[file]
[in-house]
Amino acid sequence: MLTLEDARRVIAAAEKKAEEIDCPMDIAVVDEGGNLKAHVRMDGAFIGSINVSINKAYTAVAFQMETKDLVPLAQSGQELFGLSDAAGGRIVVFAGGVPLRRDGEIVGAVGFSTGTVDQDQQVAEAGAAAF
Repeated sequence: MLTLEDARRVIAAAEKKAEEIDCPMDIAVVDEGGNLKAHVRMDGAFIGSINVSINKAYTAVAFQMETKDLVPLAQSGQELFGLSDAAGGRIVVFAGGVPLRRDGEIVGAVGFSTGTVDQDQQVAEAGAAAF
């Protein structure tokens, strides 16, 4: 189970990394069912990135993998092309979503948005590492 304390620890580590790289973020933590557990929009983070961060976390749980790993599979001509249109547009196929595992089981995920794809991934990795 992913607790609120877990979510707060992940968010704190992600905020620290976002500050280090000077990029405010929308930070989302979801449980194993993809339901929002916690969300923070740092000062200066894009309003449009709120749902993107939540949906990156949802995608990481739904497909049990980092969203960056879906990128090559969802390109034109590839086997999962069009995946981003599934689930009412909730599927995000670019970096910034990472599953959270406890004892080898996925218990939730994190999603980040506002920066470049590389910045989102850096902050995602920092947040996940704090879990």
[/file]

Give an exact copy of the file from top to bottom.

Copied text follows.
[in-house]
Amino acid sequence: MLTLEDARRVIAAAEKKAEEIDCPMDIAVVDEGGNLKAHVRMDGAFIGSINVSINKAYTAVAFQMETKDLVPLAQSGQELFGLSDAAGGRIVVFAGGVPLRRDGEIVGAVGFSTGTVDQDQQVAEAGAAAF
Repeated sequence: MLTLEDARRVIAAAEKKAEEIDCPMDIAVVDEGGNLKAHVRMDGAFIGSINVSINKAYTAVAFQMETKDLVPLAQSGQELFGLSDAAGGRIVVFAGGVPLRRDGEIVGAVGFSTGTVDQDQQVAEAGAAAF
């Protein structure tokens, strides 16, 4: 189970990394069912990135993998092309979503948005590492 304390620890580590790289973020933590557990929009983070961060976390749980790993599979001509249109547009196929595992089981995920794809991934990795 992913607790609120877990979510707060992940968010704190992600905020620290976002500050280090000077990029405010929308930070989302979801449980194993993809339901929002916690969300923070740092000062200066894009309003449009709120749902993107939540949906990156949802995608990481739904497909049990980092969203960056879906990128090559969802390109034109590839086997999962069009995946981003599934689930009412909730599927995000670019970096910034990472599953959270406890004892080898996925218990939730994190999603980040506002920066470049590389910045989102850096902050995602920092947040996940704090879990």